Many residents in Pathum Thani, Lop Buri and Saraburi have lost water because of the severe drought
MORE THAN 250,000 households in provinces adjacent to Bangkok have lost access to tap-water as the severe drought has disrupted waterworks in urban areas.
Residents in Pathum Thani, Saraburi, Ayutthaya and Lop Buri have all been hit.
Raphipat Canal, which usually supplies raw water for tap-water production in Pathum Thani’s Thanyaburi district, is one of the water sources that has run dry.
The Provincial Waterworks Authority (PWA)’s Rangsit Office in Pathum Thani has announced that due to the water shortage, the PWA office in Thanyaburi can no longer produce tap-water.
The PWA has been trying to help residents in Thanyaburi by channelling some water from the PWA’s Rangsit office.
But with a limited supply of water to share, residents of both Thanayaburi and Rangsit have said that water barely comes out of their taps. And at some hours of the day, water does not come out at all.
Nong Sua, Thanyaburi and Lam Luk Ka districts in Pathum Thani province are now declared areas hit by water shortage.
“More than 50,000 households now have no running tap-water at their disposal,” Pathum Thani governor Pongsathorn Sajjacholaphan said yesterday.
In Lop Buri and nearby provinces, more than 200,000 households have had no piped water because sources of have all been exhausted.
“Lop Buri is now the hardest hit. About 100,000 people in this province are now struggling with disrupted tap-water services,” a local official said.
Disaster Prevention and Mitigation chief Chatchai Promlert said he has been in the process of asking the Royal Irrigation Department to help increase the volume of water from the Chao Phraya River to the Chai Nat – Pasak Canal.
“At this point, the water volume is only about five to six cubic metres of water per second. But we need water volume of at least 10 cubic metres to ensure the canal can continue to feed tap-water services,” he said.
Chatchai has also asked the governors of Nakhon Sawan and Chai Nat provinces to stop farmers pumping water from the canal into their paddy fields.
‘Farmers will cooperate’
“Farmers have agreed to co-operate. They have understood the plight of Lop Buri people who lack water for their daily life,” he said.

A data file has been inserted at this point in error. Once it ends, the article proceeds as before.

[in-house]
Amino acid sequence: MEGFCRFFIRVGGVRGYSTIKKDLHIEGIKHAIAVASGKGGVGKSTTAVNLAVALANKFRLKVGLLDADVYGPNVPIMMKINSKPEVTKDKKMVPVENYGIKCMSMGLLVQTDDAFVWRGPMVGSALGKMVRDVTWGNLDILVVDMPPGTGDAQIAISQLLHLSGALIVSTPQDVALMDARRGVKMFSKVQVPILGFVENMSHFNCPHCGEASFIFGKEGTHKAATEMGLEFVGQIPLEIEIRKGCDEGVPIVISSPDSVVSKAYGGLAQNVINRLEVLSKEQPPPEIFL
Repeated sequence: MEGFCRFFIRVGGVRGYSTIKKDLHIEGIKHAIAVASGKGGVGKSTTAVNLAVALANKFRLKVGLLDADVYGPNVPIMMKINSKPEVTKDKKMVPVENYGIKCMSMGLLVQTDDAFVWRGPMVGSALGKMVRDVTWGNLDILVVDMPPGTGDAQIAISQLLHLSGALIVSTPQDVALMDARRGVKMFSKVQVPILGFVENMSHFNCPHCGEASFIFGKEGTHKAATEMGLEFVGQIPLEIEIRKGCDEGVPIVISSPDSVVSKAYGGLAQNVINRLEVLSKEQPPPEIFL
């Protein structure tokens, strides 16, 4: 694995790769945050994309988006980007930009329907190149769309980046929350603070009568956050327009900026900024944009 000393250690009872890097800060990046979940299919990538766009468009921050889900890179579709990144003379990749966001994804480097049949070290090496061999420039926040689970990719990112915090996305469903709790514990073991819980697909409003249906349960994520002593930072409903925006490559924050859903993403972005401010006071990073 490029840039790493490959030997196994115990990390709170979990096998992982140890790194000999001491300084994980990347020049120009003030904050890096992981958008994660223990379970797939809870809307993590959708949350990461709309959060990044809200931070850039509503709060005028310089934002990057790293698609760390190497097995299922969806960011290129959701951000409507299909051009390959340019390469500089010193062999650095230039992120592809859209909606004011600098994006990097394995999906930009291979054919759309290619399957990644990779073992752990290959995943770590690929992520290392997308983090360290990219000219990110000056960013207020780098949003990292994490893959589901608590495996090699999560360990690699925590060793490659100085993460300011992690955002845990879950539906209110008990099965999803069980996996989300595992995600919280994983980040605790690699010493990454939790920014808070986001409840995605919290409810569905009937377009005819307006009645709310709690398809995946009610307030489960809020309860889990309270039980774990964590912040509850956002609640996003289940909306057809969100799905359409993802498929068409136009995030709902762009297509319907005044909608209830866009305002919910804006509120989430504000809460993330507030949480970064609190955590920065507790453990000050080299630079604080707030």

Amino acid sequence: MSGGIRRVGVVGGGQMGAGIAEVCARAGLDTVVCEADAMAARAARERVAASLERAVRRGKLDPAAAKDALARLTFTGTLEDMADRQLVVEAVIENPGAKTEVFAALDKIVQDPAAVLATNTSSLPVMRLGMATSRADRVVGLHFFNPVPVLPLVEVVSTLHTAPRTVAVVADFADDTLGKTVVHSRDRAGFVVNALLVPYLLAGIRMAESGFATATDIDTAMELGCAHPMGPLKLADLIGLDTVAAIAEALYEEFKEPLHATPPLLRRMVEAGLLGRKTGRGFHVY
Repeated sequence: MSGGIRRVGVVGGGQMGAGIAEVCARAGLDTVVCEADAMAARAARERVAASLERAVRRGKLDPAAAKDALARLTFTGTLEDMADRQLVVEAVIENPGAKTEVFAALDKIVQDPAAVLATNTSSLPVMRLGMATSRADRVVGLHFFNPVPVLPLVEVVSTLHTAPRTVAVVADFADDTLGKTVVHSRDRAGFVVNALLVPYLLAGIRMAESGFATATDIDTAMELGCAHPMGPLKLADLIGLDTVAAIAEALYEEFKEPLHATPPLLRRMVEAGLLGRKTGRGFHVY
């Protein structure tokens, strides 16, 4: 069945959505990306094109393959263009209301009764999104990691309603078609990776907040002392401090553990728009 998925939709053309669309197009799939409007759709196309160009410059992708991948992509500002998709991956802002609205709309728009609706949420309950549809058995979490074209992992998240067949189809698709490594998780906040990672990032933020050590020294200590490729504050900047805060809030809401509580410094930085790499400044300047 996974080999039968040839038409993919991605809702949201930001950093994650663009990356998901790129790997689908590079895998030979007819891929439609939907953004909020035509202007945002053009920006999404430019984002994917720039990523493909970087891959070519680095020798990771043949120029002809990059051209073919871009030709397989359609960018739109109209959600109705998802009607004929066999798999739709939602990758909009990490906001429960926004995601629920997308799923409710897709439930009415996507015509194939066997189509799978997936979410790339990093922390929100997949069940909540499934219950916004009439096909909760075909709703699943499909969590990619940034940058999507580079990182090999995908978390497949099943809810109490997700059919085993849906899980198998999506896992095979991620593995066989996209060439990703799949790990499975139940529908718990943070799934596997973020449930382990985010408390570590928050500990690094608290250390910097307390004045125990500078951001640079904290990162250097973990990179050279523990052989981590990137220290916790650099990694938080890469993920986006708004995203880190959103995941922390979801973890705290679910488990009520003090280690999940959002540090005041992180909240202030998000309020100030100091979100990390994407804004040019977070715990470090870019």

Local irrigation officials had also installed pumps along the canal to help speed the flow of water to a tap-water facility, he added.
Many tributaries of the Chao Phraya, including Bang Kham River and Chai Nat – Pasak Canal, which are the main water source for tap-water production for Lop Buri’s Ban Mi district, Saraburi’s Phra Buddhabhat district and Tha Rua district in Ayutthaya, have dried up.
In order to tackle the tap-water shortage, PWA Rangsit office has asked the people in affected areas to save water in containers and said it is working with the Irrigation Department to distribute more water to generate tap-water.
The Pathum Thani governor Pongsathon said he is coordinating with Subdistrict Administrative Organisations in Nong Sua, Thanyaburi and Lam Luk ka districts to distribute water to affected households by fire trucks.
These areas have faced the most severe drought in decades.
Previously, farmers have seen their crops destroyed by the water shortage. But the situation has got worse and now affects domestic water usage in the area.
The almost totally dry Klong Raphipat Canal has also caused a canal-side road to collapse because of the sharp drop in the water level underground.
The severe drought also lead to fear that the capital will also be hit by the lack of tap-water. Governor of the Metropolitan Waterworks Authority Thanasak Watanathana has warned previously that supplies for tap-water in Bangkok may run out within 30 days if there is no rain by August.
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